Thursday, January 12, 2012: 2:30 PM
Independence C (Grand Hyatt Washington)
* noted as presenting author
Background & purpose: Annually, 700,000 children spend time in foster care; many experience lengthy stays and exit without achieving permanency (DHHS, 2010). Prior research has examined numerous child, family, and case characteristics and their relationship with foster care exit. While many studies found that children's mental health status was significantly related to permanency (e.g., Akin, 2010; Connell et al., 2006; McDonald et al., 2007; Snowden et al., 2008), these studies used varying definitions of mental health and may not generalize across jurisdictions. This study was undertaken to examine the preliminary selection of the target population for a permanency innovations initiative – children with severe emotional disorders (SED). The authors sought to: 1) verify the relevance of children's mental health as a key predictor of long term foster care (LTFC) and reunification and 2) identify critical barriers to permanency encountered by parents of children with SED. Methods: A longitudinal study design was used to observe 7,099 children who entered and stayed in foster care for 30+ days in 2006-2007. This entry cohort was observed prospectively for 3-5 years. Study outcomes were LTFC (yes/no) and time to reunification, which were analyzed with logistic regression and survival analysis. Additionally, case record reviews and caseworker interviews were conducted on 30 randomly selected cases of children with SED who were in care for 3-5 years. These data were coded both to measure the prevalence of characteristics and to identify those characteristics that posed the biggest obstacle to successful reunification or other permanent exit. Results: Findings showed that 14% of children experienced LTFC. The rate was 20% for children with SED and 7% for those without SED. After controlling for all child and case characteristics, SED was the strongest predictor of LTFC. Children with an SED were 3.6 times more likely to experience LTFC. Similar results were found with multivariate survival analyses of reunification: children without SED were nearly twice as likely to reunify, compared to children with SED. Four parent variables were identified by case reviews as both highly prevalent and strongly related to LTFC: 1) poverty issues, 2) parent trauma history and mental health problems, 3) parent substance abuse problems, and 5) parenting competency. Conclusions & Implications: Findings verified that SED was the most robust predictor of LTFC and poor reunification outcomes. Compared to the non-SED population, children with SED experience more placement settings, fewer and slower exits to permanency, and are likelier to remain in foster care for 3+ years. Findings thus confirm that the selected target population is likeliest to benefit from this initiative. Moreover, the study contributed novel information about critical barriers to permanency for parents of children with SED. Our research suggests that to reduce LTFC, interventions targeting children with SED must adequately address parental trauma, mental health and substance abuse problems, need for concrete services, and parenting. The team also concluded that research, policy, and practice were well integrated into these data exploration efforts due to a partnership between a public child welfare agency, private agencies, and a university.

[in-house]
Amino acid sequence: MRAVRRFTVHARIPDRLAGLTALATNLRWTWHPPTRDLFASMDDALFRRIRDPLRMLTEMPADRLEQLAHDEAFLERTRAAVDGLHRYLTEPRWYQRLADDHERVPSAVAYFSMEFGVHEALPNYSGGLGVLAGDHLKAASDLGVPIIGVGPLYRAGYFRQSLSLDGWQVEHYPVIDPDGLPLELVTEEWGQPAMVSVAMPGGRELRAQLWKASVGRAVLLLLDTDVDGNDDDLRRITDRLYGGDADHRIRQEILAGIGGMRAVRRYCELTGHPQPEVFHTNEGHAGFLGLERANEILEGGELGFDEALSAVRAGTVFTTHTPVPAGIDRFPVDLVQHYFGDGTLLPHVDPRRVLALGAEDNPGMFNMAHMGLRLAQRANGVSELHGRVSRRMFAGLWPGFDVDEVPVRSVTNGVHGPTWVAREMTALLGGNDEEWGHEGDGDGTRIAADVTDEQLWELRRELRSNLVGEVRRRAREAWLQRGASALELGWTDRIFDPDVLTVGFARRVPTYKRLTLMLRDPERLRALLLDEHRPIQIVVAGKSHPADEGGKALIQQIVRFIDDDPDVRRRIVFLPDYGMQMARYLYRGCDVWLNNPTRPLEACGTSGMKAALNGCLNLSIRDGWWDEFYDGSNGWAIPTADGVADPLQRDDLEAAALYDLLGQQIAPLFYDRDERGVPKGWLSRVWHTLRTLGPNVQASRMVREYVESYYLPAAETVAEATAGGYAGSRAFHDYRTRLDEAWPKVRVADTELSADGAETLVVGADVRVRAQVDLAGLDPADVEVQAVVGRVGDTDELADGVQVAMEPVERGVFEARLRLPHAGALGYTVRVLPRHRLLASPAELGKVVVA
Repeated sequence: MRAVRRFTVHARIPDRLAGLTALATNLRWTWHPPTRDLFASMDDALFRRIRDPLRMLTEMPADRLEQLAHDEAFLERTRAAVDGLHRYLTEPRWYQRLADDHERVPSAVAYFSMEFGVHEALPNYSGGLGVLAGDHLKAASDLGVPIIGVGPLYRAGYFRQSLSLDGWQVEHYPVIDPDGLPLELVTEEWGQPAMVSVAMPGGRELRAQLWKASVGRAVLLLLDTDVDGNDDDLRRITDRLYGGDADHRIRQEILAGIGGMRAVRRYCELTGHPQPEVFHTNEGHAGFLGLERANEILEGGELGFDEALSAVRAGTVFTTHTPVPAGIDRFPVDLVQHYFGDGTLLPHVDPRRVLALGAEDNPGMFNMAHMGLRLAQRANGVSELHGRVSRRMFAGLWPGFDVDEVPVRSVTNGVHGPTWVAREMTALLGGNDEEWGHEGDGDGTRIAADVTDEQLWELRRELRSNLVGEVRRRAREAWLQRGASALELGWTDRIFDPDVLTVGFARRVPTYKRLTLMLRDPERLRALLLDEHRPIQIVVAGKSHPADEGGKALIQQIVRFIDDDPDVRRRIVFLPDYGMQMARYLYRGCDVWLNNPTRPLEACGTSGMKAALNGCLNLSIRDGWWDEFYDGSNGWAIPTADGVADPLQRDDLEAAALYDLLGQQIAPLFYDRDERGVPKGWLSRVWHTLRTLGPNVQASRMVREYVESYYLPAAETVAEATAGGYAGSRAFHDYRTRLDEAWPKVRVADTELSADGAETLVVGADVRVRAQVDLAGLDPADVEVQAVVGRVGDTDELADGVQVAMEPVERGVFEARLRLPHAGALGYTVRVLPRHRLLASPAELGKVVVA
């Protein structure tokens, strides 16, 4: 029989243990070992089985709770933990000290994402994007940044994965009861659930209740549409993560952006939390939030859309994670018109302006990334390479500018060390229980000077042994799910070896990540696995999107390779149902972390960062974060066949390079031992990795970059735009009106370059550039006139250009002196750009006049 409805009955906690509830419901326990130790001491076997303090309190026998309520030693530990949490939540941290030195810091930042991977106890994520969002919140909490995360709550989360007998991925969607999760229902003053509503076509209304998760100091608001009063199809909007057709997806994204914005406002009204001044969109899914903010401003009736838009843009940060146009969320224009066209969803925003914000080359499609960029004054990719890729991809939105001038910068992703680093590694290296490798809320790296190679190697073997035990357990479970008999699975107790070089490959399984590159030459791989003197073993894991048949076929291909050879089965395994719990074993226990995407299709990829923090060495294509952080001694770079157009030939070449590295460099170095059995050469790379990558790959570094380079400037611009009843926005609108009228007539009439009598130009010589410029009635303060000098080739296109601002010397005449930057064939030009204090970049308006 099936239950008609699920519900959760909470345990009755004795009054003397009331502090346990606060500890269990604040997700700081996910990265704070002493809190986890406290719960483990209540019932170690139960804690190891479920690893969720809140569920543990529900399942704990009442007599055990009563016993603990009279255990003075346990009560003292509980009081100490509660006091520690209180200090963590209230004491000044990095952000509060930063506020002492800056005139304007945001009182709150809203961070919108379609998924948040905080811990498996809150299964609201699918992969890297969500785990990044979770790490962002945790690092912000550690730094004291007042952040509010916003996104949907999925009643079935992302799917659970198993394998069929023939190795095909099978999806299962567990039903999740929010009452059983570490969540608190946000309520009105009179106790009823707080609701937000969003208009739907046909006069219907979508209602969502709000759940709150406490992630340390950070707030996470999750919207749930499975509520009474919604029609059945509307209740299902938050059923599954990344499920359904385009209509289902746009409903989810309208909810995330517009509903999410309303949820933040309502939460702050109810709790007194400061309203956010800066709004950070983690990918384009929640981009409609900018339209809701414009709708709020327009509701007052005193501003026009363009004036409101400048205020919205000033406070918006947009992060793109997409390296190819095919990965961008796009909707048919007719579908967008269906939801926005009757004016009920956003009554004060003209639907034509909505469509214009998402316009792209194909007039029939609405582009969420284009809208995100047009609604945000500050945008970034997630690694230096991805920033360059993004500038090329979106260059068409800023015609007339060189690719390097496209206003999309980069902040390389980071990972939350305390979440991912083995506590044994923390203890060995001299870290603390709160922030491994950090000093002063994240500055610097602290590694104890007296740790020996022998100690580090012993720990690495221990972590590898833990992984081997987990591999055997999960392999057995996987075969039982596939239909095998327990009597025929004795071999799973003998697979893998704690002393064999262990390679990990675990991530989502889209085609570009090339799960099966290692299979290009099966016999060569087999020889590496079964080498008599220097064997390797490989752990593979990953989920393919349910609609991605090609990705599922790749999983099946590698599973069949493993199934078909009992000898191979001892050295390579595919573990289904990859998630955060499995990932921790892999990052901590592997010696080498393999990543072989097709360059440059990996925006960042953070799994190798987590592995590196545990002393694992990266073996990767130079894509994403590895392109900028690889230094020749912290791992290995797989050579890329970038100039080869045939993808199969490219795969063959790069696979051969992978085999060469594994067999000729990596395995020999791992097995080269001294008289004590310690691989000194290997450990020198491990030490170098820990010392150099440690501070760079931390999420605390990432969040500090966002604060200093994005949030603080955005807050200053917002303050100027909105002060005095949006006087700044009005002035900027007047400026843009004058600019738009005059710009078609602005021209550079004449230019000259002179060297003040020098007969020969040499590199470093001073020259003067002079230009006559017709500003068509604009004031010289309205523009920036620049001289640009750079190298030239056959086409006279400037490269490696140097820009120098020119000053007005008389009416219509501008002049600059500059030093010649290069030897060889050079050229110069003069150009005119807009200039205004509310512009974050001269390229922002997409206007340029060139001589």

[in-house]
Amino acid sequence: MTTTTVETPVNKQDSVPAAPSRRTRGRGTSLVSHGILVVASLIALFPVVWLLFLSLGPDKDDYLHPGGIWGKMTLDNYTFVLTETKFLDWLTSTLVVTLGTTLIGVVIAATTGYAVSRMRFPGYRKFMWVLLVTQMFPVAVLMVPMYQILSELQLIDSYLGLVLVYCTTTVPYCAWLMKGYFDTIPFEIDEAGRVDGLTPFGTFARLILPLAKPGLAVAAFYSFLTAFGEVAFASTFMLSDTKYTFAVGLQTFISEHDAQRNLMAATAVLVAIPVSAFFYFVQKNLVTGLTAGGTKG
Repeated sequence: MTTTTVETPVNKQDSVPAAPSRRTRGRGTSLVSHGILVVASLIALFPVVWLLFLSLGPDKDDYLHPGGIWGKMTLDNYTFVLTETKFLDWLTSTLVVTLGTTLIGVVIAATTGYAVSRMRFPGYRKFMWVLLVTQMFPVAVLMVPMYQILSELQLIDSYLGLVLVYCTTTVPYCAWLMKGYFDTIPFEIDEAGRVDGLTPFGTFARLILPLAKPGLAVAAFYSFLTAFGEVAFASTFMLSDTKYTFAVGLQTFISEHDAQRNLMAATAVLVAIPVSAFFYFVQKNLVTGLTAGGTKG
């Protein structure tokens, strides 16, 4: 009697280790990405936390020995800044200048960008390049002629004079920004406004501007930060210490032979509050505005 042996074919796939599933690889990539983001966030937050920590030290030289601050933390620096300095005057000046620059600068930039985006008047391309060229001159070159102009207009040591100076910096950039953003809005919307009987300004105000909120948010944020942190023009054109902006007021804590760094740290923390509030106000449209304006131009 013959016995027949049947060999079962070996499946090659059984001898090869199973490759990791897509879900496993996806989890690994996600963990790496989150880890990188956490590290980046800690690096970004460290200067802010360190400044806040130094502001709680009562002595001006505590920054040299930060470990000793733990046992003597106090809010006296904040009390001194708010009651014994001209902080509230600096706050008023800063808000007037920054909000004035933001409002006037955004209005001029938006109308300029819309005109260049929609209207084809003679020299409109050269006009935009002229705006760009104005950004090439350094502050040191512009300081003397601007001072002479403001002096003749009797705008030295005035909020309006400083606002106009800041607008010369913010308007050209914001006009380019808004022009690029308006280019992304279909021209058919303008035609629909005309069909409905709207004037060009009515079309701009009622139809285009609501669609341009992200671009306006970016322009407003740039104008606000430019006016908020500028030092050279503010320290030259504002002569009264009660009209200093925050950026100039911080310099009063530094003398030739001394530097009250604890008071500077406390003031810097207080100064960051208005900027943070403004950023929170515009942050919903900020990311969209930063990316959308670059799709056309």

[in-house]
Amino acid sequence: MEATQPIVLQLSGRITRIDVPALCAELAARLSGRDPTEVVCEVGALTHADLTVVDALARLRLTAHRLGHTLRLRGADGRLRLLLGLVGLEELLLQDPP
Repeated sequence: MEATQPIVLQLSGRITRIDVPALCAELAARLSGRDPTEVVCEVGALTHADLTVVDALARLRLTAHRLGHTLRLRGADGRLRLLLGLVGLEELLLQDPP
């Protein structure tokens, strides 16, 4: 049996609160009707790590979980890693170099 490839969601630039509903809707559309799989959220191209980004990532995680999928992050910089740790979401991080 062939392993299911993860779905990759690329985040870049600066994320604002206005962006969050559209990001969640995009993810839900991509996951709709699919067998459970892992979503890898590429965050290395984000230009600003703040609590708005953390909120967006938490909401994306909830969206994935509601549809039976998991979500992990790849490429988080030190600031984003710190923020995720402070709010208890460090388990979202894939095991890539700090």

Back to: Exploring Case and Service Characteristics of Children In Long-Term Foster Care to Guide Organizational Decision-Making for Implementing Practice and System Reforms
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